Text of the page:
“What friend? She hated that camp! She said she couldn’t relate to anyone.” I ran to our room and came back with a postcard that she’d sent me.
This so-called art camp sucks. Wish you were here, or even better—wish i WASN’T! I truly don’t know if I can make it through a whole week. Ugh. Ives.
“Look!” I held the postcard up to prove my point, but instead of reading it, Mom once again declared that the handwriting was the same as on the note. I scrutinized it more closely. “No it’s not,” I said. “Look—there’s no stars on this note.”
“What are you talking about?” It was clear that Mom was fed up, and her expression didn’t soften as I tried to explain that Ivy always dotted her i’s with stars.
We had nearly matching birthmarks on the inside of our wrists—hers was on her right wrist, and mine was on my left—that looked a little bit like stars. As kids, we used to pretend that they were the source of superpowers that we could activate by holding hands. In our notes to each other, we always dotted our i’s with stars.
“But this note wasn’t for you, Laurel,” Mom reminded me.
I sat down, crossing my arms on the table and resting my cheek on them. She sighed and sat beside me, placing her hand on the back of my head. “You know,” she said more gently, “I was seventeen, just like Ivy, when I went on the road to follow the Grateful Dead. I thought I had to get away from everyone who knew me, to discover who I really was.”
“But Ivy knows who she is,” I protested.
“Don’t worry, Lolo. She’ll be back on your birthday, just like she promised.”
My birthday. I hadn’t even registered that this was when she’d promised to return. As a little kid, I didn’t like it that my birthday fell on Halloween, because it meant that everyone already had plans, and it wasn’t really my special day. But Ivy managed to turn this to my advantage. We’d go trick-or-treating together, and at every door, she’d announce that it was my birthday, so I should get at least twice the candy. By the end of the night, my pillowcase would be so full that she’d have to help me lug it home.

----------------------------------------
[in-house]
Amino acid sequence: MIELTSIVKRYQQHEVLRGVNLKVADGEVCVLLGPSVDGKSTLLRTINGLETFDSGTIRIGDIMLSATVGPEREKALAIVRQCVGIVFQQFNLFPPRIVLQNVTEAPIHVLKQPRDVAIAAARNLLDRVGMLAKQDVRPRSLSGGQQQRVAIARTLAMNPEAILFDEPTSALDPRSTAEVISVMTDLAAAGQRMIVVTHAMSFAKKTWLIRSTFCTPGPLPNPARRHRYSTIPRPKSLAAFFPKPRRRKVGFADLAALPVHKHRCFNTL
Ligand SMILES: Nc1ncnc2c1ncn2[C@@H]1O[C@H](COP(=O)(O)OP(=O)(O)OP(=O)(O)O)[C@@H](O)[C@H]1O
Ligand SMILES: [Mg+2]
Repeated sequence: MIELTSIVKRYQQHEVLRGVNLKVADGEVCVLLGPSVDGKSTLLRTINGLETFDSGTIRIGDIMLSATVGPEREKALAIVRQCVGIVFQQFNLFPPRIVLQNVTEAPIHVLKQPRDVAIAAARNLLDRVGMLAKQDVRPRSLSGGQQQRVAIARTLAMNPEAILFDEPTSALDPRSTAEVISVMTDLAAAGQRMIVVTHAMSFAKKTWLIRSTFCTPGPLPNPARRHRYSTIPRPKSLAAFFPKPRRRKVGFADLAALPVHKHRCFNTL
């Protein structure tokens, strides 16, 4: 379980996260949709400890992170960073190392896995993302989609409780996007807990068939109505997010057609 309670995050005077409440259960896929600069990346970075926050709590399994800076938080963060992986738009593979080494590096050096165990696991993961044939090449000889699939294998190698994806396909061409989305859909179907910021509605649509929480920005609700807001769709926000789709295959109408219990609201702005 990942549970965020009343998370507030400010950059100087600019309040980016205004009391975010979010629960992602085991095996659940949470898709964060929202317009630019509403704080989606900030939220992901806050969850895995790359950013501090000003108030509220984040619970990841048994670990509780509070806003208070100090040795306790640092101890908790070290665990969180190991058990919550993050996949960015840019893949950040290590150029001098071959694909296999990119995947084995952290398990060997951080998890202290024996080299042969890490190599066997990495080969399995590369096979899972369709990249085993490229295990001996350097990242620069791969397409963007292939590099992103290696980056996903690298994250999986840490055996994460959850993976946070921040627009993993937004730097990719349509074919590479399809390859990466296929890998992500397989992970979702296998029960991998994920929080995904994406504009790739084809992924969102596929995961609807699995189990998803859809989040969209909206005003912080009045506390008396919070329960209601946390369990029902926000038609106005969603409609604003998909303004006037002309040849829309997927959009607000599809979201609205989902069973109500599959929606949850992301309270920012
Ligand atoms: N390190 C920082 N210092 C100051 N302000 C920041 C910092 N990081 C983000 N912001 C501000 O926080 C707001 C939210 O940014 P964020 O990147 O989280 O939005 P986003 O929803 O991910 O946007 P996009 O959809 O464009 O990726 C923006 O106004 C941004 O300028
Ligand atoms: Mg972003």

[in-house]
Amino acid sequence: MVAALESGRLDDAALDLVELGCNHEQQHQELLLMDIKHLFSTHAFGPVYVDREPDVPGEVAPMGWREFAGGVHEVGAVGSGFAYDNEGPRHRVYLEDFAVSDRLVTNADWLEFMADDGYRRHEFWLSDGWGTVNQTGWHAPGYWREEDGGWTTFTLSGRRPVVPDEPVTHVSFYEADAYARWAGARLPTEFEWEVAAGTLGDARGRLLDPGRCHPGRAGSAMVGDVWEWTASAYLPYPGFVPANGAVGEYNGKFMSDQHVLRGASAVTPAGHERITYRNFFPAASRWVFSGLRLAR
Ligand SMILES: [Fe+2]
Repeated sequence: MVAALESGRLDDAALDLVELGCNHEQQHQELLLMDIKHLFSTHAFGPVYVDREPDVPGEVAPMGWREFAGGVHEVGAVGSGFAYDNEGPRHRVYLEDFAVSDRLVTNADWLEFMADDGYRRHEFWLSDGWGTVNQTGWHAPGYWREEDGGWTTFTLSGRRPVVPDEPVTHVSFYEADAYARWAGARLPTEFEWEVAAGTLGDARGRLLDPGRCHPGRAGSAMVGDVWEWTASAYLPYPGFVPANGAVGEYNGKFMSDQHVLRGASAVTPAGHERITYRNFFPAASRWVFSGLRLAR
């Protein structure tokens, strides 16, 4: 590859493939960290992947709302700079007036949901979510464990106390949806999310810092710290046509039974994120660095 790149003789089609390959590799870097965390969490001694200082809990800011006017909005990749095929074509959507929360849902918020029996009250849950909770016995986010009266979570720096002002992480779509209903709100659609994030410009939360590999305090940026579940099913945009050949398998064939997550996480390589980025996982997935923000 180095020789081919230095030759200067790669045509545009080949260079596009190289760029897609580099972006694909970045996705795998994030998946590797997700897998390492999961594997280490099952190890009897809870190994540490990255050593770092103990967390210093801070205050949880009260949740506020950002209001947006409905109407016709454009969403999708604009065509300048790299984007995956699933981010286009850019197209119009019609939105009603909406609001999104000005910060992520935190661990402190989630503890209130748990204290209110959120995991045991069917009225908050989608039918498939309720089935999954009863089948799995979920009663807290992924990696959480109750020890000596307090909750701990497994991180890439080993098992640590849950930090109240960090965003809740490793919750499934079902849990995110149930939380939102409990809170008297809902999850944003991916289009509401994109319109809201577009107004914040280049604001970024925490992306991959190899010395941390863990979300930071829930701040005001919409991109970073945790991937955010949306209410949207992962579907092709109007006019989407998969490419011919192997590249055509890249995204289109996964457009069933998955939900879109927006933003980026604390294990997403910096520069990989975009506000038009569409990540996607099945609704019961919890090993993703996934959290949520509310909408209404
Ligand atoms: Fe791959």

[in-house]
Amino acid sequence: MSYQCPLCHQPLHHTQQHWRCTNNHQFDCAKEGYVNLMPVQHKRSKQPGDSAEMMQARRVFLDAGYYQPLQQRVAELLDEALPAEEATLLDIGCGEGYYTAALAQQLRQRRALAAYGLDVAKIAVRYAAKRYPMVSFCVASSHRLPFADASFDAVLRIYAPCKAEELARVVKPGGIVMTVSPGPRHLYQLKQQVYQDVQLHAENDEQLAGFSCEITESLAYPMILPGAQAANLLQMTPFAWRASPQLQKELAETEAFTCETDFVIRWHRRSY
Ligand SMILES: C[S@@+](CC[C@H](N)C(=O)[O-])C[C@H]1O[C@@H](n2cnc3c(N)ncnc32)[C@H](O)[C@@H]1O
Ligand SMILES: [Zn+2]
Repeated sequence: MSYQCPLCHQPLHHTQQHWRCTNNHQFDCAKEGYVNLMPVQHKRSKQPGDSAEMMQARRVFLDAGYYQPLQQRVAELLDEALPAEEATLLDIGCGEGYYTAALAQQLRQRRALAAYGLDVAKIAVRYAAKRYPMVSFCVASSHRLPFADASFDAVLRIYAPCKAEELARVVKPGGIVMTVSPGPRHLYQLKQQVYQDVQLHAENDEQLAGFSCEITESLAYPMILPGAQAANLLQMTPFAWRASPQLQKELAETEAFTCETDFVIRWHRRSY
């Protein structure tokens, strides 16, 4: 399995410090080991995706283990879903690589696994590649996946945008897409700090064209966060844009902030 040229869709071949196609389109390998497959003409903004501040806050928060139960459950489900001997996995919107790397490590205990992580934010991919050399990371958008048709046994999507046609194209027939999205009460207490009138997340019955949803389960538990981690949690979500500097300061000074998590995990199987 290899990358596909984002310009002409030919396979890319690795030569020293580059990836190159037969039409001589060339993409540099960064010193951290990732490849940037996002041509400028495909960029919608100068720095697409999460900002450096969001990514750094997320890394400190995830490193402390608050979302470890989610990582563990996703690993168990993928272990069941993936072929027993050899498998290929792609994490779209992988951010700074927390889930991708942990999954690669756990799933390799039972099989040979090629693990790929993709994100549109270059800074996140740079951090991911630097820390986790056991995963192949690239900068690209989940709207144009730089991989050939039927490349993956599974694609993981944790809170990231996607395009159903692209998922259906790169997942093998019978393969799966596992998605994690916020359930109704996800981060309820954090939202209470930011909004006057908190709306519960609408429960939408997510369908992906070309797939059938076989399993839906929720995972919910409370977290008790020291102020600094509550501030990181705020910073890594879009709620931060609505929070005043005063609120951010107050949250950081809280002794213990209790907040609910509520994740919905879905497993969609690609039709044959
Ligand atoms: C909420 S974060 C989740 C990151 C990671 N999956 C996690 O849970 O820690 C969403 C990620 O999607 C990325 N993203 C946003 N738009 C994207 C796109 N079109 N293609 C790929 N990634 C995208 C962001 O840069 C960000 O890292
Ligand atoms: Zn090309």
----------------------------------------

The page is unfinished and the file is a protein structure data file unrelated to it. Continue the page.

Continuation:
This year, we were supposed to go to the DMV right after school. She was absolutely sure I’d pass my test, even though the mere thought of it was enough to give me a panic attack. Of course, this was before I’d been forced to drive myself to and from school. Maybe this was part of some twisted plan she’d hatched to make me spend the rest of the week practicing? But Ivy wasn’t sadistic. She wouldn’t have wanted to freak me out on purpose.
She wasn’t thinking of you at all, a sad little voice inside me said.
The rain started up again. On a good day, there was nothing cozier than the sound of rain striking the metal roof. But right now, that same pinging noise sounded hollow and hopeless. I shivered, forcing myself to admit something. Maybe I was struggling to accept the note because I didn’t want to believe that Ivy would have left of her own free will, without even telling me. I couldn’t deal with the fact that Ivy needed to escape from me in order to be herself, because without her I didn’t know who I was.